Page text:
• I’d say it’s part of her royal duty. If she wants the privileges that go with her position, which seem considerable, then she can put a paper bag over her husband’s head and do it for Troyius. Otherwise, she can give up the Royal Purple Panties of Power and get a job at Space McDonalds, and they rulers of Troyius can pick someone willing.

      • Woops — she’s Elasian, not Troyiun.

      • Was she given the option of abdicating? ‘Cause I kind of get the feeling that she wasn’t.

        • I don’t think there’s enough in the episode to go by either way, to be honest. It might have been something she was forced into with no way out, in which case she has my sympathies. Of course, all she has to do is flick tears on her new husband to have him under her thumb.

          • Which the episode makes clear she’s not the least bit adverse to doing. I might actually feel sorry for her, if the episode hadn’t made it clear just how unpleasant she is.

      • Also, since a war between the two societies could result in them destroying each other her duty to her people should be an issue too. The needs of the many outweigh the needs of the few.

  3. You can’t call a young black male “boy”, what? Damn American hypersensitivity…

    • thespecialneedsgroup

      You can call him a boy, it’s just terribly rude to refer to him as “boy” as though it were his name. It also has racial implications that are so obvious that you can’t possibly claim that you’re not aware of them.

      And before you claim that it’s hypersensitivity, it’s no different form the normal standards of polite behavior that you should use when talking to anybody. If you address a stranger by calling him something that implies that you view him as somehow inferior to you, that person has the right to assume that you’re a jackass. If it’s something you do regularly, they’re probably right.

      • On this issue… I also never heard about this, since I am no american. But please don’t take a racial implication out of thise, since I am happy that I know, now to avoid saying that. I am also sensitive to this subject, but just didn’t know.
        In german there is this terrible insult: ‘Bimbo’, refering to a black man being a savage, coming out of the jungle. It’s just something you shouldn’t say. But I also head to learn that this notion has a completely different meaning in english. Made me turn my head in a ‘come-again’ manner, the first time I heard it.

        • In American usage, “Bimbo” is an insult which roughly means “a stereotypically stupid woman”, or “a woman who has to rely on attractiveness to get by because she has no actual intelligence”. It is highly gender-specific.

          It is a school-yard level insult- not a nice thing to say, but no one will kill you for it. It sounds very much like the German version of “Bimbo” is equivalent to our word “nigger”. That is a mortal insult nowadays, and is highly race-specific.

      • “It also has racial implications that are so obvious that you can’t possibly claim that you’re not aware of them.”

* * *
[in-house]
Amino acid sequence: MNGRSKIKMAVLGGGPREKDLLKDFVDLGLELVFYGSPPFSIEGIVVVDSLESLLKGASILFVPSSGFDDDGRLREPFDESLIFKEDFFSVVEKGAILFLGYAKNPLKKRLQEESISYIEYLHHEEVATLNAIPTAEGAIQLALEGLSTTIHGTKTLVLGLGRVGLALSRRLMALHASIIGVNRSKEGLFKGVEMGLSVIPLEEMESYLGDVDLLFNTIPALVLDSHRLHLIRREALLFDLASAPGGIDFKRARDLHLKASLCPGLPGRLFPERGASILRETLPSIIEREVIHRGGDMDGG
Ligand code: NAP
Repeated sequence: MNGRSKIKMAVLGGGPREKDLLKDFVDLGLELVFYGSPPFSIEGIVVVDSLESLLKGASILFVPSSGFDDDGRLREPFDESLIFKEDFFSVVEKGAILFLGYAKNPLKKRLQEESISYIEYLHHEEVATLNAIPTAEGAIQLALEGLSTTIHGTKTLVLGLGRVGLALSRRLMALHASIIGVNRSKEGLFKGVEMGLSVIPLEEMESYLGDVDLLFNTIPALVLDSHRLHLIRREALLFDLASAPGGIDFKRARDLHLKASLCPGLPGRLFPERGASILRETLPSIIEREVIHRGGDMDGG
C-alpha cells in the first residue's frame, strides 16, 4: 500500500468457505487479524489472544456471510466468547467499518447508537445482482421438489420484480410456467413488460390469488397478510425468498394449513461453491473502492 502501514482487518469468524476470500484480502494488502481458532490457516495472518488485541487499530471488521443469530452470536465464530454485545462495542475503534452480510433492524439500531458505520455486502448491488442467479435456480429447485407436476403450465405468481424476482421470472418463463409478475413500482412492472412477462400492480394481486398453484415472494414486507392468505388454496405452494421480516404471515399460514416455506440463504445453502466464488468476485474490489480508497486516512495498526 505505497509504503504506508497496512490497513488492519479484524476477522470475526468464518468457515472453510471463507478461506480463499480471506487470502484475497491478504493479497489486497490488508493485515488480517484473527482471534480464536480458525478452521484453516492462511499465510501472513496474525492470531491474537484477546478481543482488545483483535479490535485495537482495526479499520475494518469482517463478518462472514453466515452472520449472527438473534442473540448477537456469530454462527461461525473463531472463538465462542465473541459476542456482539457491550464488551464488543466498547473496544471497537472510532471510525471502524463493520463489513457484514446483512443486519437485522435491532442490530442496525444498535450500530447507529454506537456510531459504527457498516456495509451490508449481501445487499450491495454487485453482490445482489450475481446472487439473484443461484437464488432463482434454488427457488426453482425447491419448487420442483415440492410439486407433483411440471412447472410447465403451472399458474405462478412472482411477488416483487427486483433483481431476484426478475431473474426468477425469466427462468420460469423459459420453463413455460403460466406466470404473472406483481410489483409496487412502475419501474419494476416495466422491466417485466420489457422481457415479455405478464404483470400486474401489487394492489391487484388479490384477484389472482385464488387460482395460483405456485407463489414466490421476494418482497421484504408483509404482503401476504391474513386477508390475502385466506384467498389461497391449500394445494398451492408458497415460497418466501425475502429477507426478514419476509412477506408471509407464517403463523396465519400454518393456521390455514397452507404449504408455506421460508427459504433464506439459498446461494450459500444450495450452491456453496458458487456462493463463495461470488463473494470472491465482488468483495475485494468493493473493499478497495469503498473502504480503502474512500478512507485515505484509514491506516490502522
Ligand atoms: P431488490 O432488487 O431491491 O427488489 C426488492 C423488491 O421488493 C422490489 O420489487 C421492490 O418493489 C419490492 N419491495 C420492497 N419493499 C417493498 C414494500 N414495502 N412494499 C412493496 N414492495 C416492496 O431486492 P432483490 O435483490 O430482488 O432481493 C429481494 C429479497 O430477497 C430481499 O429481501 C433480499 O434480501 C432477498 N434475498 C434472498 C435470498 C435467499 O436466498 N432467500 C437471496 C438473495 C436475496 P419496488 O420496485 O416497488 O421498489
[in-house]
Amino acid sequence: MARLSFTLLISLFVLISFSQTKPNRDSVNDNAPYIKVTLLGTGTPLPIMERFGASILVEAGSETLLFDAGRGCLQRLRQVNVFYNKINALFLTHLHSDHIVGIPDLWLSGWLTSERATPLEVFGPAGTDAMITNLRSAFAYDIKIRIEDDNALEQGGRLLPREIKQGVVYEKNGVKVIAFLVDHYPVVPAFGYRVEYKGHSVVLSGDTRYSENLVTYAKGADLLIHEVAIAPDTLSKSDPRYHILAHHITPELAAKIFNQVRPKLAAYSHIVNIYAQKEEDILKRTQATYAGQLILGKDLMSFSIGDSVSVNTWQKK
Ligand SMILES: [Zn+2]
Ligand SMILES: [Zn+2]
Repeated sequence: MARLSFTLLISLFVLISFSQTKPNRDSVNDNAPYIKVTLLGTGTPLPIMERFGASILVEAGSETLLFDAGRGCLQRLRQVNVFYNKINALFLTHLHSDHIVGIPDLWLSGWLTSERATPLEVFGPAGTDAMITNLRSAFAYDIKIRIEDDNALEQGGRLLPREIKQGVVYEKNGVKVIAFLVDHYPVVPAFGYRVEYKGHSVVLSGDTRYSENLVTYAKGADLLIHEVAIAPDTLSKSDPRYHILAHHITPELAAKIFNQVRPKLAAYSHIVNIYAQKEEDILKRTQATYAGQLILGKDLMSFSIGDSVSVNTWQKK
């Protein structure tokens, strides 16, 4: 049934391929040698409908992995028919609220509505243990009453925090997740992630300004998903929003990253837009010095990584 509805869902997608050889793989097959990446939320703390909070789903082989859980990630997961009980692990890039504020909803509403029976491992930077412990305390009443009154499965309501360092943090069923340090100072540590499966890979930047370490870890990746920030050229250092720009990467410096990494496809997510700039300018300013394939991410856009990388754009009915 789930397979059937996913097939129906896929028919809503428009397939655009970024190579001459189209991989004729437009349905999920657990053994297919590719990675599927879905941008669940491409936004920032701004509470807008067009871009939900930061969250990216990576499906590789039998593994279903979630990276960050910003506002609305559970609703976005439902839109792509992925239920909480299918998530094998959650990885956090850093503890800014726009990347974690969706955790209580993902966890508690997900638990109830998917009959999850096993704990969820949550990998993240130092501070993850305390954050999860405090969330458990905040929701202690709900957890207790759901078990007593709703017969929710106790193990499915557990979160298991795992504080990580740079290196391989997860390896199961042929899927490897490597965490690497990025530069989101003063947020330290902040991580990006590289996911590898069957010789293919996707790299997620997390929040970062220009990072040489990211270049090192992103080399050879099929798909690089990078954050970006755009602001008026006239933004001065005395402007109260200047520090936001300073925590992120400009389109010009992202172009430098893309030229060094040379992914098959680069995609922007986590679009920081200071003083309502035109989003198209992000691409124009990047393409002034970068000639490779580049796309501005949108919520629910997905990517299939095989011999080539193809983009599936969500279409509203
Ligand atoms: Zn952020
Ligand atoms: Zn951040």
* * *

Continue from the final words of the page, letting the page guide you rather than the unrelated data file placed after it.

I can actually claim that, since we didn’t have slaves in my country, we WERE slaves to the Ottoman Empire (Turkey). To a non-American it sounds kind of like calling a female dog a bitch. It’s exactly what the word means, but it’s considered an insult in some other context.

  4. MightyDavidson

    “I concede that if she had wound up having sex with Kirk as a consequence of chemical induction, it would have been rape. I am glad she did not.

    You’re assuming the deaths of millions means nothing to her. That is dubious. It is much more likely that she knew enough about her own nature to know that (1) their plan was idiotic and a waste of time, or (2) would either result in her being raped repeatedly by her husband for the rest of her life or else would require her to maintain constant control over her husband through the use of those tears, which would make her the bad guy.”

    To bad the episode made it quite clear that that’s EXACTLY what she did. I’ve seen the entire episode, that’s exactly what happens. On top of that, she later tries to influence Kirk to use the Enterprise to commit genocide on the Troyian people. Not sure why SF Debris didn’t bring that up in the review but having seen the episode in question, I know that it happened.

    So exactly how is she sympathetic again?

  5. I’d have stabbed a guy with a hairdo like that too. What the hell is going on with that?

  6. The thing about the slap is that Star Trek is beyond the old sensitivities that went along with the old behaviors regarding gender, race, and religion. Take Uhura not being insulted by Lincoln referring to her as a Negress. In the TNG era, we have a female security chief. There was recently a DS9 review showing Worf being fairly rough in training with Jadzia. Do you think he didn’t punch her?

    If you accept that the society has truly achieved equality, then responding in kind to actions should be considered to be done from that standpoint, not from ours. It wasn’t about a man striking a woman. It was one person striking someone who struck him first.

    As for Kirk’s somewhat rude behavior early on, we’ve seen him be condescending to self important male characters in the past. Look at his attitudes toward Nilz Baris, Ambassador Fox, and to a lesser degree, commodore Stocker. None of them ever struck him.